So we took the semiannual pilgrimage to Ozark to pick out books from the side room of the Christian County Library. We got there at a little after six, but it was not crowded–dealers were not out in force scanning every book in the joint to find something profitable, which could well mean that the book market is cratering. How would I know? It is not for me.
At any rate, the boys found a stack of books and delighted everyone by continually proclaiming how many they found, and that the children’s books were only fifty cents. Their selections are not depicted in the image below, again, as they made off with them immediately.
Two history courses from The Teaching Company probably for three dollars each: A Brief History of the World and The African Experience: From “Lucy” to Mandela. My oldest son asked me why Africa had an experience instead of the history. Ah, the things one knows but cannot explain logically.
Mr. Monk Goes to Hawaii, a paperback based on the television series. I think I have another one around here somewhere for when I go on a kick. Or find them.
James Wesley, Rawles’ Founders, a novel. I was afraid I’d recently bought this, but I bought How to Survive the End of the World as We Know It in Hot Springs this summer. So when I go on a kick or can find them.
Unbroken, the story of Louis Zamperini as told by the woman who wrote Seabiscuit. This is a nice hardback copy, but I thought I’d recently bought this book. But I did not: instead, I picked up a paperback copy of The Devil At My Heels, Zamperini’s autobiography. So I can read them back to back if I go on a kick. Or can find them.
A copy of Ulysses Grant’s memoirs (and selected letters). Gentle reader, the most expensive books I own are probably the first edition two volume set of U.S. Grant’s memoirs that I inherited from my wife’s uncle. I was seriously just recently thinking I want a reading copy of these books so I don’t get Doritos dust in the first editions, and here they are. It’s crazy how you sometimes find what you’re looking for.
Lassie, Come Home. I might or might not have a copy of this already–I think I have a worn copy that fell to the children, not that they read any of the books about dogs or horses that I received but did not read in my youth. At any rate, I’ll read this juvenile classic at some point to pad my annual numbers.
A Christian Manifesto by Francis Schaeffer which I bought because I remember that I read Escape from Reason eleven years ago. Although until I read my own book report on it, I did not remember the actual content of the book. This volume’s title is probably more meaningful.
The Devil Wins, another crack at Jesse Stone by Reed Farrel Coleman. I almost put this down several times because I was not pleased with his first try.
A Thomas Kinkade Cape Light Christmas book whose title is so meaningful that it’s covered by the library sticker on the spine. The title is actually A Christmas Promise. I’ve already read a Cape Light Christmas book: All Is Bright by the co-author of this book. I’ve been stockpiling Christmas books this year, so perhaps I’ll read more than one at Christmas time.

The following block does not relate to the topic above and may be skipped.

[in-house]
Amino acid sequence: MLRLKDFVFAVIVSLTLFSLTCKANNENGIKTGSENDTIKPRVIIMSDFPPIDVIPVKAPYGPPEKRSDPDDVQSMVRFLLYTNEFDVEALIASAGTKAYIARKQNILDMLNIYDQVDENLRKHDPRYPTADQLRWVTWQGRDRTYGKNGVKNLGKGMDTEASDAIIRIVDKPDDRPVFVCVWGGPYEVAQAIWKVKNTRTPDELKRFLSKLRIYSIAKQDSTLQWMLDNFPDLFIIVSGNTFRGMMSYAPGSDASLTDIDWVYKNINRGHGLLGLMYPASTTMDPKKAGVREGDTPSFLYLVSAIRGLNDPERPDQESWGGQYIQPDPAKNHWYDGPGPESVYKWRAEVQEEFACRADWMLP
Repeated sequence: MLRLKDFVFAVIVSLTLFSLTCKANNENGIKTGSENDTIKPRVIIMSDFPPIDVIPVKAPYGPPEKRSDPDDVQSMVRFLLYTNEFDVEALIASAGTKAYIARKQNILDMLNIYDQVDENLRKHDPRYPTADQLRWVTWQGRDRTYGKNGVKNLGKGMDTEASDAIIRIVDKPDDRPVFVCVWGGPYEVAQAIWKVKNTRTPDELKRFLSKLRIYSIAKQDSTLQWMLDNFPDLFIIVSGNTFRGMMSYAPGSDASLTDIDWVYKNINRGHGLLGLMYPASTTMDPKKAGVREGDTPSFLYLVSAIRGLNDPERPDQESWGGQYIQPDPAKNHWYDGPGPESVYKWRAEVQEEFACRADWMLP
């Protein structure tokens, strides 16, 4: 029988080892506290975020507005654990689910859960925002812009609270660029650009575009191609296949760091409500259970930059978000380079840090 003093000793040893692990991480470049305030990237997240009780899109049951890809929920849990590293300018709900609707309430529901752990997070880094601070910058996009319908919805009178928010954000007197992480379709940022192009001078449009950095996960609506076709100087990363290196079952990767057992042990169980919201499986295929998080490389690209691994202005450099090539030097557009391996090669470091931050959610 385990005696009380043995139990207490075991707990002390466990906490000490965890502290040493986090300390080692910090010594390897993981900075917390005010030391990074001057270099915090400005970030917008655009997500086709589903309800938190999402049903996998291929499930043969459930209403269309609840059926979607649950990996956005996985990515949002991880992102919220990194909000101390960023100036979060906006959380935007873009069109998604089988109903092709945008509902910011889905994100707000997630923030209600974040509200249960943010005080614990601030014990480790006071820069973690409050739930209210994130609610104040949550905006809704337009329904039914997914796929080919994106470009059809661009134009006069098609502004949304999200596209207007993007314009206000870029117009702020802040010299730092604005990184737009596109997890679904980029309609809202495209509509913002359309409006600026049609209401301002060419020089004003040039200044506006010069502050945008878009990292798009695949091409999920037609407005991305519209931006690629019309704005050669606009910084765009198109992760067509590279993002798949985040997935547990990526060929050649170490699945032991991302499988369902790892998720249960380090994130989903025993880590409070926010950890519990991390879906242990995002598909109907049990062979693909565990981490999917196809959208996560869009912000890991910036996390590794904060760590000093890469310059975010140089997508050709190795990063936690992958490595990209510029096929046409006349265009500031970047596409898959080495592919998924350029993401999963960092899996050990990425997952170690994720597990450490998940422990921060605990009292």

Rabbit, Run by John Irving. I haven’t read any Irving that I recall (Well, Washington Irving, but that’s a way different guy. This is the first of the Rabbit series, so I might as well start here.
The Lost Books of the Bible which goes right into my recent reading on the same.
How to Restore a Farm Tractor. I’ve been thinking about doing this, maybe. I must be downwind from Republic’s annual old machine festival Steam-O-Rama or something. Of course, I don’t have the time to take care of needed maintenance on Nogglestead, so I don’t know when I’d fit working on this new hobby of my daydreams. I don’t even know how long it will be until I read the book.
Mysteries of the Bible, a Reader’s Digest book akin to Mysteries of the Unexplained. Probably short anecdotes that aren’t actual Bible scholarship, but starting points for inquiries.
Trash to Treasure. I’ve read a couple in this series (2, 6, and 8, but not in that order) back in my crafty days. Perhaps this will jump start me into doing projects again and clear some of the raw material from my garage. Or perhaps I’ll need to clean out my garage first so I can get to the raw material.
My beautiful wife almost got a stack as tall as mine, but not quite Try harder next time, my dear.
At any rate, it was a fun little jaunt, and you know, I rather enjoy writing these posts and wandering a bit down memory lane recalling books I’ve bought before and sometimes even read. So unfortunately, gentle reader, these self-indulgent posts will continue.